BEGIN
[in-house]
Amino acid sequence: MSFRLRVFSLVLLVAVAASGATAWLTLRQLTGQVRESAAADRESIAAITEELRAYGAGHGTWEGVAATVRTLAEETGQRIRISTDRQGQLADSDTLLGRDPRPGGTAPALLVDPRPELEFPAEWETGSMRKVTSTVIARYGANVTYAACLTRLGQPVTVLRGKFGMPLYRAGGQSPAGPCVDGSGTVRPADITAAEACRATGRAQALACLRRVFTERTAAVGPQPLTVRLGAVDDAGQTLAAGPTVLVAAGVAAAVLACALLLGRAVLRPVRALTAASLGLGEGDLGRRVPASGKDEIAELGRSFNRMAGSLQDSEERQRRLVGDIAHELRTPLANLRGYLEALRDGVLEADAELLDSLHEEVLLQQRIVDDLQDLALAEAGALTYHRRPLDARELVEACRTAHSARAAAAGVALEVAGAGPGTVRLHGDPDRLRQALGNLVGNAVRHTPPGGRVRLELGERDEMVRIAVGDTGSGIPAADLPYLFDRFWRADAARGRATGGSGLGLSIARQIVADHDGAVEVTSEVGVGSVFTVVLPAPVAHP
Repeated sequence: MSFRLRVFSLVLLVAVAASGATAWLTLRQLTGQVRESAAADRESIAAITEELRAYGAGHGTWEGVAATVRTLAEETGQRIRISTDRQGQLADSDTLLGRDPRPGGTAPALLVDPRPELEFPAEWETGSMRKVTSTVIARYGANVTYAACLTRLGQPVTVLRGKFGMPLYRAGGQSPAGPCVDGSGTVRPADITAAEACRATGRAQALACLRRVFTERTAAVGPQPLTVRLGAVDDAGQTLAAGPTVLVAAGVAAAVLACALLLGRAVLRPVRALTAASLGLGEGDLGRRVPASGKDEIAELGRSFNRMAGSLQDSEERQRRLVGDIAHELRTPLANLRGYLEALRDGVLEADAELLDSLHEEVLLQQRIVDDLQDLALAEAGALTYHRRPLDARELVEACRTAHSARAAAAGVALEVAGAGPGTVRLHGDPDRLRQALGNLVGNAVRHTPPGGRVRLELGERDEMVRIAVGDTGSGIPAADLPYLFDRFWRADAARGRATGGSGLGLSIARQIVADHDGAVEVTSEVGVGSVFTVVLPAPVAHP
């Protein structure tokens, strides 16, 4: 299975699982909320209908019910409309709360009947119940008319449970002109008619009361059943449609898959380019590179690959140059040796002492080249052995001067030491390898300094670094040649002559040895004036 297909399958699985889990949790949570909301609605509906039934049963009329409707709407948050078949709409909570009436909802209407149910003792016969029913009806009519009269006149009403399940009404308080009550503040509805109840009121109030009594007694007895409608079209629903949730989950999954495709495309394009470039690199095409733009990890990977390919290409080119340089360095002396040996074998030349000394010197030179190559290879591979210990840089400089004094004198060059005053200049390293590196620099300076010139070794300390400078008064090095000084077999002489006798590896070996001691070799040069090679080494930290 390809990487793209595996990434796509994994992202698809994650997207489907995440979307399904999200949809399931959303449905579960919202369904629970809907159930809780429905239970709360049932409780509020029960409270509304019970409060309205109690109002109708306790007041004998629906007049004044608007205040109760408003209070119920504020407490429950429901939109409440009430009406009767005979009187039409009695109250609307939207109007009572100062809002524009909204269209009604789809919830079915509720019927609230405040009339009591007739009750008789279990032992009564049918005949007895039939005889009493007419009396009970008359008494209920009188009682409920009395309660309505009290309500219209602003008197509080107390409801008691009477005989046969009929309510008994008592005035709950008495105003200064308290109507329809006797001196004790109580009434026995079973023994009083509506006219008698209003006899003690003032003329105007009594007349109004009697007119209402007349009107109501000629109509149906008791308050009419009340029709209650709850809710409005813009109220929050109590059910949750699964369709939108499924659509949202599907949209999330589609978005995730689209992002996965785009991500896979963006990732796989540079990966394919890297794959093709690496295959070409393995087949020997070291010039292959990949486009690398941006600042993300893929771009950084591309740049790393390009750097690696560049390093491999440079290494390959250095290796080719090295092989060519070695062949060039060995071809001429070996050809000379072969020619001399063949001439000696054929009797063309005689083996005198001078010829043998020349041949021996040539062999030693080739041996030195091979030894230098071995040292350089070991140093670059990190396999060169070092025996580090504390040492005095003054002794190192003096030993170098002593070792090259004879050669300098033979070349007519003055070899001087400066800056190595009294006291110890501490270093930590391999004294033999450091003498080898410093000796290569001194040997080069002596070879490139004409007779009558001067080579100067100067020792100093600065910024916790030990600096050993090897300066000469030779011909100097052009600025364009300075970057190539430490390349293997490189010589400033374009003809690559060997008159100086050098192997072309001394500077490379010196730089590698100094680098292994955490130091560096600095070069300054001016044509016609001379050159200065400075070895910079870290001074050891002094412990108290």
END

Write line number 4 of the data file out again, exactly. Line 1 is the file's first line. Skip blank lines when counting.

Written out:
């Protein structure tokens, strides 16, 4: 299975699982909320209908019910409309709360009947119940008319449970002109008619009361059943449609898959380019590179690959140059040796002492080249052995001067030491390898300094670094040649002559040895004036 297909399958699985889990949790949570909301609605509906039934049963009329409707709407948050078949709409909570009436909802209407149910003792016969029913009806009519009269006149009403399940009404308080009550503040509805109840009121109030009594007694007895409608079209629903949730989950999954495709495309394009470039690199095409733009990890990977390919290409080119340089360095002396040996074998030349000394010197030179190559290879591979210990840089400089004094004198060059005053200049390293590196620099300076010139070794300390400078008064090095000084077999002489006798590896070996001691070799040069090679080494930290 390809990487793209595996990434796509994994992202698809994650997207489907995440979307399904999200949809399931959303449905579960919202369904629970809907159930809780429905239970709360049932409780509020029960409270509304019970409060309205109690109002109708306790007041004998629906007049004044608007205040109760408003209070119920504020407490429950429901939109409440009430009406009767005979009187039409009695109250609307939207109007009572100062809002524009909204269209009604789809919830079915509720019927609230405040009339009591007739009750008789279990032992009564049918005949007895039939005889009493007419009396009970008359008494209920009188009682409920009395309660309505009290309500219209602003008197509080107390409801008691009477005989046969009929309510008994008592005035709950008495105003200064308290109507329809006797001196004790109580009434026995079973023994009083509506006219008698209003006899003690003032003329105007009594007349109004009697007119209402007349009107109501000629109509149906008791308050009419009340029709209650709850809710409005813009109220929050109590059910949750699964369709939108499924659509949202599907949209999330589609978005995730689209992002996965785009991500896979963006990732796989540079990966394919890297794959093709690496295959070409393995087949020997070291010039292959990949486009690398941006600042993300893929771009950084591309740049790393390009750097690696560049390093491999440079290494390959250095290796080719090295092989060519070695062949060039060995071809001429070996050809000379072969020619001399063949001439000696054929009797063309005689083996005198001078010829043998020349041949021996040539062999030693080739041996030195091979030894230098071995040292350089070991140093670059990190396999060169070092025996580090504390040492005095003054002794190192003096030993170098002593070792090259004879050669300098033979070349007519003055070899001087400066800056190595009294006291110890501490270093930590391999004294033999450091003498080898410093000796290569001194040997080069002596070879490139004409007779009558001067080579100067100067020792100093600065910024916790030990600096050993090897300066000469030779011909100097052009600025364009300075970057190539430490390349293997490189010589400033374009003809690559060997008159100086050098192997072309001394500077490379010196730089590698100094680098292994955490130091560096600095070069300054001016044509016609001379050159200065400075070895910079870290001074050891002094412990108290």